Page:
During the past few decades, the global food system has confronted new sustainability challenges related not only to public health and the environment but also to ethical concerns over the treatment of farmed animals. However, the traditional threedimensional framework of sustainable development is ill equipped to take ethical concerns related to non-human animals into account. For instance, the interests of farmed animals are often overridden by objectives associated with social, economic or environmental sustainability, despite their vast numbers and influence on contemporary societies. Moreover, sustainability policies necessarily involve an element of ethical evaluation; yet this element is not explicitly incorporated in prevailing frameworks of sustainable development. Our purpose in this article is to address these shortcomings by developing a Sustainability Matrix that recognizes the need to consider food system sustainability from the perspective of all interest groups affected by the issue under consideration, from a plurality of ethical standpoints. Combing sustainability principles with the basic idea of an ethical evaluation tool, the proposed Sustainability Matrix evaluates the sustainability of food-related systems, decisions and policies from the perspectives of three major strands of ethical theory and from the perspectives of human beings, farmed animals and wildlife. In terms of policy implications, the Sustainability Matrix can be applied in deciding on the specific targets of food system sustainability that can then be utilized as a basis for designing policies and measures towards the achievement of these goals.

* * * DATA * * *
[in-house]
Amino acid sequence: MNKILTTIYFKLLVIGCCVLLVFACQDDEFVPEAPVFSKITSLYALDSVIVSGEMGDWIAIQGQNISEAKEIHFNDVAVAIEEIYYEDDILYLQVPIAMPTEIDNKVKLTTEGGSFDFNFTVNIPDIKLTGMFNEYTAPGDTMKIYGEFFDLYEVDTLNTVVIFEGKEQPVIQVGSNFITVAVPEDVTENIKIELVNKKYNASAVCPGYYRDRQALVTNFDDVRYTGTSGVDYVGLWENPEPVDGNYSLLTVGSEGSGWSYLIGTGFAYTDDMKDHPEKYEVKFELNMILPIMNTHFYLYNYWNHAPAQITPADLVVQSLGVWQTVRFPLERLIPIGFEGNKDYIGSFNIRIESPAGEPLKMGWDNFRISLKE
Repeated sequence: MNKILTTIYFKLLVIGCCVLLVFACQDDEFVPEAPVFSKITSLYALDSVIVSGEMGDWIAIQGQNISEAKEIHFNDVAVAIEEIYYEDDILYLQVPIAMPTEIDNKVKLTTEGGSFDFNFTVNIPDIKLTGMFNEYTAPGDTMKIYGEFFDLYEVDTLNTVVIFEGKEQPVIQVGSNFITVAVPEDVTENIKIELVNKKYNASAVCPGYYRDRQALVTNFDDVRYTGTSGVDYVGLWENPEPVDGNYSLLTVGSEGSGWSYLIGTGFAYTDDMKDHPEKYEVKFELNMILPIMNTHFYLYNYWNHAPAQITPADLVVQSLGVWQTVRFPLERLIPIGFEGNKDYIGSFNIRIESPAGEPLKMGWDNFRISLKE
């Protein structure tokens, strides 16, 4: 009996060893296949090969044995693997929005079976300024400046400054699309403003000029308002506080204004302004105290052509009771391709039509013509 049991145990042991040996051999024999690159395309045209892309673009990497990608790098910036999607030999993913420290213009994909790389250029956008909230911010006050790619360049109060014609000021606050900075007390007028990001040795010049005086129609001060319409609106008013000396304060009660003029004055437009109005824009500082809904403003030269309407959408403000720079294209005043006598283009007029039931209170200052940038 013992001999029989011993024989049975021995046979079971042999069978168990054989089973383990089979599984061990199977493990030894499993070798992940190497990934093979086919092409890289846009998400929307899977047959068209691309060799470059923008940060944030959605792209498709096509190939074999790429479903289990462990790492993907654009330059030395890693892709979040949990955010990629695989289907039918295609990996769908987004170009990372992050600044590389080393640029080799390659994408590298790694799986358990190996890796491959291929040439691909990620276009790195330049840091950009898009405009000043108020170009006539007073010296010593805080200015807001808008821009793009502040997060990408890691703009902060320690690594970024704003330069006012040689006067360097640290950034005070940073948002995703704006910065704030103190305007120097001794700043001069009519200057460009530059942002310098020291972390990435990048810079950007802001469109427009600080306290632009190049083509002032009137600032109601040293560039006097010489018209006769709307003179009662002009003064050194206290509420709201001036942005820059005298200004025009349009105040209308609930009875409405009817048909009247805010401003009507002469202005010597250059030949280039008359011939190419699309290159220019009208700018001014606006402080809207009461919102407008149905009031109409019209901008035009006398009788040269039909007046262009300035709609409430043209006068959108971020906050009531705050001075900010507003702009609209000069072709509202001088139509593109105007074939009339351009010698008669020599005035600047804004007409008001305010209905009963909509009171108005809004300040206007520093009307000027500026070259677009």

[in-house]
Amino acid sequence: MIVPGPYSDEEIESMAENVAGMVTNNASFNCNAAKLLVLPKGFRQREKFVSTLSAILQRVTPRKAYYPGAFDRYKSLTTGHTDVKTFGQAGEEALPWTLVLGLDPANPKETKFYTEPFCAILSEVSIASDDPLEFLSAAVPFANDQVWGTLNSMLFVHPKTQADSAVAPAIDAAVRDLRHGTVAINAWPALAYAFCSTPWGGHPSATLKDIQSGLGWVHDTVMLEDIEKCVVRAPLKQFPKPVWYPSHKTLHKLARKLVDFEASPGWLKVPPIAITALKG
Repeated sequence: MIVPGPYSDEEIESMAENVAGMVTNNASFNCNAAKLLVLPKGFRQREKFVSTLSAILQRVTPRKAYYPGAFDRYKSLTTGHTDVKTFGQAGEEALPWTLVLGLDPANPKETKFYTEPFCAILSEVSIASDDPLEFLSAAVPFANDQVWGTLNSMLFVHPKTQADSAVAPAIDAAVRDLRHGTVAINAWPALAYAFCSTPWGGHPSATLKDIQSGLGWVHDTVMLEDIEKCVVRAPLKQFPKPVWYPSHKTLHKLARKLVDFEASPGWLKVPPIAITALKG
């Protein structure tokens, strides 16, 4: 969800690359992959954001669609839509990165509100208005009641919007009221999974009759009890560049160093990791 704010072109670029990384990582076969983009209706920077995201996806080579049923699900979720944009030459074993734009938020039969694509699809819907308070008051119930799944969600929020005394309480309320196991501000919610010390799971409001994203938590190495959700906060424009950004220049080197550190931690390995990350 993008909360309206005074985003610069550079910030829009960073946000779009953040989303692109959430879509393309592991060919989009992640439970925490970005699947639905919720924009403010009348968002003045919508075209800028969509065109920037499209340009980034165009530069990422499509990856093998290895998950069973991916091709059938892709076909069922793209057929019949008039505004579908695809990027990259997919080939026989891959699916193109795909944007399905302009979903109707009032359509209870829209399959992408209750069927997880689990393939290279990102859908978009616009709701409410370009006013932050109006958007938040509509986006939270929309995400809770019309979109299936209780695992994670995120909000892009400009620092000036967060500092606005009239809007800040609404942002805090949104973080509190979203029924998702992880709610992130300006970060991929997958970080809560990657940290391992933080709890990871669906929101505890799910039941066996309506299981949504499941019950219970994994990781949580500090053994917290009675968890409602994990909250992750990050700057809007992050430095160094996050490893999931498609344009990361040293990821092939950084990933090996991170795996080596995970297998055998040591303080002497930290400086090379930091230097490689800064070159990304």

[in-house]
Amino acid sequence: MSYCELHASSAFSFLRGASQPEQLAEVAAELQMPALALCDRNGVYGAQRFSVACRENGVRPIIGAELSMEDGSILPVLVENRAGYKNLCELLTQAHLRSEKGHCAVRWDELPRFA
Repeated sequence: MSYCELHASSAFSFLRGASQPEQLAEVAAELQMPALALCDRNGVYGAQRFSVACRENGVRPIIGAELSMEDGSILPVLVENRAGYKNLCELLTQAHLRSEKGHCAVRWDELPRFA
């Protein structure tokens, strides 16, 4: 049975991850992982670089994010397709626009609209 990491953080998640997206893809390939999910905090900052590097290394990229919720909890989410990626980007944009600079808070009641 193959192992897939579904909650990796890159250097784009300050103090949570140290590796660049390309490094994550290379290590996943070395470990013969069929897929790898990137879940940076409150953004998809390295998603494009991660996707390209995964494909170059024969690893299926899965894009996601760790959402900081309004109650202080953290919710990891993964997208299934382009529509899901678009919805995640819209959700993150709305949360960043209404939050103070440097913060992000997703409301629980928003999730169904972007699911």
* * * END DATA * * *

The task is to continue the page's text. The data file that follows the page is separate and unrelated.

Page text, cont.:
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DOI 10.1007/s10806-017-9670-y
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